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DrungoHazewood

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DrungoHazewood last won the day on September 23

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4,935 The Grand Hangout Council Member

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About DrungoHazewood

  • Rank
    Hangout Contributor
  • Birthday 6/19/1971

Personal Information

  • Location
    SoMd
  • Homepage
    http://
  • Interests
    Nate, Sam, Baseball, Soccer, Virginia Tech sports, Hiking, Cooking, Photography, Mad treks to the far corners of the globe
  • Occupation
    Electronics Engineer/Program Manager
  • Favorite Current Oriole
    Matthias Dietz
  • Favorite All Time Oriole
    Doug DeCinces

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  1. Twin paradox. The effect of putting Minnesota Twin Nelson Cruz in a spaceship traveling near the speed of light, and when he returns he's still in his prime and all of his peers are long since retired.
  2. I'll just leave this by saying I'm very glad Tony LaRussa is managing the White Sox and not the Orioles.
  3. The difference between driving drunk and killing your self or others while driving drunk is basically luck. Any time you get in the car there's some chance of dying. But add alcohol into the mix and those odds go up a lot. Maybe orders of magnitude. If all laws just punished people for the consequences instead of being deterrents then you could go 140 on the beltway and get a $60 ticket if you don't kill anyone. I guess that's a philosophical discussion, probably veering pretty close to politics. But there are a lot of people with poor judgment, who will take that risk even if it's 1000 times what a normal driver has. Like 17-year-old boys, and Tony LaRussa.
  4. I have to concur here. Drunk driving is illegal because roughly 10,000 people a year die in alcohol-related crashes in the US. It's somewhat unlikely that you'll kill someone or die driving after a few beers, but still... I try to avoid death whenever possible.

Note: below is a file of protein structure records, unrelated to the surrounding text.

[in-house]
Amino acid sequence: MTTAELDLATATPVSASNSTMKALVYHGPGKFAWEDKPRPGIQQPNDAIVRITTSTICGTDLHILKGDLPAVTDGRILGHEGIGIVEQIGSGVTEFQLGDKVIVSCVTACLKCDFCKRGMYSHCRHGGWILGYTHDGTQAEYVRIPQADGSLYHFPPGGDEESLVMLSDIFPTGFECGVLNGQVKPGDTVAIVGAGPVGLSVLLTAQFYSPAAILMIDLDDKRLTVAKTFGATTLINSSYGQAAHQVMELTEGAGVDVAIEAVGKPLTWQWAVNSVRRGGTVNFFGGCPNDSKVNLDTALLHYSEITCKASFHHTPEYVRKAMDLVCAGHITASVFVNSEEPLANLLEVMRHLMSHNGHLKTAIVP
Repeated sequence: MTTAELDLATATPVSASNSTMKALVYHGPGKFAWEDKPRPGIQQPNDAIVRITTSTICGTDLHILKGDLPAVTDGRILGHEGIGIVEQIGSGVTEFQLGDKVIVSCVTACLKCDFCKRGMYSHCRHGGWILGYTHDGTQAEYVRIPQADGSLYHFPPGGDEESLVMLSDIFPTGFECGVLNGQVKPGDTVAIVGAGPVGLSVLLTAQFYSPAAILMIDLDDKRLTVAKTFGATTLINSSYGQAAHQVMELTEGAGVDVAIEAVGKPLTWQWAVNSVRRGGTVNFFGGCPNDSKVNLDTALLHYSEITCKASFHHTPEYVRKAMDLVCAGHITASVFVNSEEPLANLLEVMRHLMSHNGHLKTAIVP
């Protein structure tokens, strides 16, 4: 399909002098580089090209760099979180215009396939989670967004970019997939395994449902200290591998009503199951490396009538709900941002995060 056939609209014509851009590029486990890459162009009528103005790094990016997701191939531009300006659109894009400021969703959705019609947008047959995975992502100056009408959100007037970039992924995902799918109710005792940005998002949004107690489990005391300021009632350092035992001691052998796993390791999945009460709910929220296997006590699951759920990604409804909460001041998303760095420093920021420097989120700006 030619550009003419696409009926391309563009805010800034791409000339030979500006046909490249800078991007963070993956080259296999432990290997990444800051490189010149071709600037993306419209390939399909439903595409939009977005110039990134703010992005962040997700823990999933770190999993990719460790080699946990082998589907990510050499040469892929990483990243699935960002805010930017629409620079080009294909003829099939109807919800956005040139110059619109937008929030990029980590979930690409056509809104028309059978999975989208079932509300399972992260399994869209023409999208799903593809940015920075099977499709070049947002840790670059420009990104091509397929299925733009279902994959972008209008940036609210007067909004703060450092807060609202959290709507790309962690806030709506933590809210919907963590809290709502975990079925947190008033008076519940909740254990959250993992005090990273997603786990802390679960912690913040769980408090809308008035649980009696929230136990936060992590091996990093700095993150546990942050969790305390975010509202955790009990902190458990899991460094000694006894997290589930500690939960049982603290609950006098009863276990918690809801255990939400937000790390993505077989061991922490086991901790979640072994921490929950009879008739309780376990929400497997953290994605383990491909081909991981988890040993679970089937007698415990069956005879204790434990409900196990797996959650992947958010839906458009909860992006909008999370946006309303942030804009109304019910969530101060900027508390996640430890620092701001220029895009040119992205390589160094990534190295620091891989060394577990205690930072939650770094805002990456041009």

5. No driving, but a security clearance. Without that I can't do my job. Hard to get or keep a clearance with any kind of a criminal record. Ending a long, successful, reasonably well-paid career in shame is an excellent incentive to not get a DUI.
  6. I would likely be fired for the same offense, especially a 2nd offense. It doesn't look good for a team to hire someone with multiple DUIs on their record. This isn't 1980, although the Sox' actions here make it seem like they think it is.
  7. I don't actually know the full history of the 40-man roster, except that it was apparently enacted in 1921. In the 1800s it was common for teams to have far fewer players than today. The champion 1894 Orioles had a lot of churn and chaos on the pitching staff through the year, and used 10 pitchers. They also used 10 position players. So at any given point in time they probably had about 16 active players. This was driven by precarious finances, couldn't afford to pay more players. And until the early 1890s all substitutes required the consent of the opposing team so most of today's strategies using relievers, platooning, pinch hitting, using defensive replacements, etc were unknown. You'd ask the other manager if you can pinch hit and he'd just say no. You'd ask the other manager if you can replace the LFer who just broke his ankle, and he'd say no. You'd ask if you can remove the starting pitcher who'd allowed 14 runs in 2 1/3 and he'd laugh, and you'd swap him out with the RFer. The '89 Spiders used 16 players all season, including a couple pitchers who threw 18 innings between them. In 1889 Cleveland was in the National League, Cincy in the American Association. In '90 the Reds moved to the NL as the AA started to disintegrate.